Langa Letter: 5 Essential Steps To PC Security
As the new year begins, <B>Fred Langa</B> says keep these items in mind to help prevent data theft, identity theft, and private information falling into the wrong hands. These steps will give you 365 days of safe computing.
By Fred Langa, InformationWeek
Jan. 15, 2006
You see it in the news again and again: Identity theft, corporate data stolen, private information falling into the wrong hands...
But these kinds of problems are almost all preventable. With the five simple steps outlined here, you can make just about any PC -- in the corporate world or at home -- secure from online attacks and data theft. Some of these steps may seem familiar; and that's a good thing if they do, because it means you're up to speed on the essentials. But even experts sometimes miss a step, so having a checklist or guide like this can be handy.
Plus, we've assembled dozens of live links for you, giving you nearly instant access to the many tools and informational resources we discuss.
Let's get started!
Close The Holes
All software -- bar none -- contains bugs, errors, omissions, and security holes. No brand or vendor or source is immune. Therefore, obtaining and applying security patches as they become available must be a top priority in keeping your PC safe and secure. Most vendors offer automated or semi-automated tools to help stay current. The most obvious and popular are Microsoft's WindowsUpdate and Office Update. Most vendor Web sites also offer index pages or catalogs of all to-date updates, letting you zero in on any you may have missed previously. For example, Microsoft's "Security Updates" meta page is here. Whatever software you use, start the year off right by ensuring you're 100% up to date with all essential patches, updates, and bug fixes.
Just about everyone now realizes the necessity of some kind of firewall to block malicious attacks or connections from external sources. And just about everyone has access to at least a basic desktop firewall, such as the simple one built into XP. (More info: See this or this.)
But there's still confusion and misinformation about the necessity of a desktop firewall if a given PC is already protected by a hardware firewall or the actions of a router, NAT, or similar devices. While those separate devices are excellent against external intrusion, most are all but useless against "phone home" exploits and similar "attack from within" used by some malicious software ("malware"): These malicious outbound connections appear to originate inside a given PC, and so are automatically allowed by most external defenses.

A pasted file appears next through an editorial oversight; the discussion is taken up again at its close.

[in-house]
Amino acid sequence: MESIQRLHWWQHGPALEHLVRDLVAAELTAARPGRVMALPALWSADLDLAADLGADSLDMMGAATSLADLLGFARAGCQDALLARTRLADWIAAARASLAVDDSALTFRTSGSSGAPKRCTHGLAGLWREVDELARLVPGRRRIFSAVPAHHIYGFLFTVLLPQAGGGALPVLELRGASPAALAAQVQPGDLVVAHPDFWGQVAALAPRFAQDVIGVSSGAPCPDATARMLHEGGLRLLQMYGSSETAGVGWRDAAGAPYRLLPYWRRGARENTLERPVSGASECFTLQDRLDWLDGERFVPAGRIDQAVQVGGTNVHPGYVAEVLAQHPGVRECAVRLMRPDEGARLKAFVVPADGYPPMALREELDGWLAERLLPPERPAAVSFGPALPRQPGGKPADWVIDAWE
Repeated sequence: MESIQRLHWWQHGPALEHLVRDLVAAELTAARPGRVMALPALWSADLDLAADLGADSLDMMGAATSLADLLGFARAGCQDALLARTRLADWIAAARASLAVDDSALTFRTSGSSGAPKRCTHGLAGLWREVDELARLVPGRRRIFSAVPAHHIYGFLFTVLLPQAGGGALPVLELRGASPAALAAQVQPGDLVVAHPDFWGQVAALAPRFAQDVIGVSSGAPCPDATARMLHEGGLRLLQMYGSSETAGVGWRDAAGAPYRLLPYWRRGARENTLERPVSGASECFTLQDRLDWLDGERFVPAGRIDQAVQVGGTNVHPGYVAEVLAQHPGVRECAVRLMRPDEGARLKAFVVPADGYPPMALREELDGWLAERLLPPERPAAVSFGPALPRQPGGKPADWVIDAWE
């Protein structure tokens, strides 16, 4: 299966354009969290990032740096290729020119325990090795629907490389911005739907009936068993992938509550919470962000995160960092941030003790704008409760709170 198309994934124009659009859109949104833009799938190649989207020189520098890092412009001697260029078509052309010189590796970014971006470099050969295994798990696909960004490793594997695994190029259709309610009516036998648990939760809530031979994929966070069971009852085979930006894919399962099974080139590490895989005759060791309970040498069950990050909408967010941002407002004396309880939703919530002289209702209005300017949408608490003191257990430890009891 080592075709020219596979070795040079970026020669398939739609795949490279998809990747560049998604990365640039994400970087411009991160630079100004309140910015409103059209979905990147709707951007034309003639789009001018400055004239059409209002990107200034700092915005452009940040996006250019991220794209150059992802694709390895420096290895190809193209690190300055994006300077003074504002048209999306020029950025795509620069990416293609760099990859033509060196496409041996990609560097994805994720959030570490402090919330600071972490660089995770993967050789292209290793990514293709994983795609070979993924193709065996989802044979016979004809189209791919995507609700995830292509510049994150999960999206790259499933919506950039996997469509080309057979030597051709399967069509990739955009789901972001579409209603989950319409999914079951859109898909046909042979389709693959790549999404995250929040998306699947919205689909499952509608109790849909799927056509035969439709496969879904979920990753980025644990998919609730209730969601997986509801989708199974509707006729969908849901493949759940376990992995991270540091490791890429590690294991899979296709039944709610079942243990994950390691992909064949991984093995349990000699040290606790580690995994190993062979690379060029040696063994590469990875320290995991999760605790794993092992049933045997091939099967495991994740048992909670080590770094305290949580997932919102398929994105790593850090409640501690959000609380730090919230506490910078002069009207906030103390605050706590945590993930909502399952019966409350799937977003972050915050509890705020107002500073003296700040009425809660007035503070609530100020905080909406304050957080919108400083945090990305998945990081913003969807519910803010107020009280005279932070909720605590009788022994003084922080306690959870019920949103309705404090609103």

In sharp contrast, the better desktop firewalls block or flag all outbound connections at first activation, letting you prevent "phone home" and similar covert outbound connections before they start. So: Use a desktop firewall, even if your PC is also protected by a separate external firewall.
You can see which firewalls are rated most highly by your fellow users in "Readers Rate Desktop Firewalls". And there's lots more information available in "How Much Protection Is Enough?" ; "Norton Antivirus And The Single-Layer Defense Fallacy"; and "Four Myths of Online Security."
While "closing the holes" and "blocking intruders" will go a long way to securing a PC, there still are several vectors by which hostile software can make it into your PC; especially through infection from trusted sources, such as from co-workers' PCs or other PCs on your LAN. For this reasons, and as part of good basic digital hygiene, every PC needs effective, current antivirus protection.
There are many options, but my current top pick is NOD32; a relatively lightweight (non-resource-hogging) utility with an innovative way of securing E-mail without the clumsiness of proxy-based approaches; and with outstanding heuristics that make the tool unusually resistant even to new and as-yet unidentified viral threats.
There are also many free antivirus tools and services available; so there's really no
reason for any PC to run unprotected. Prevent Subversion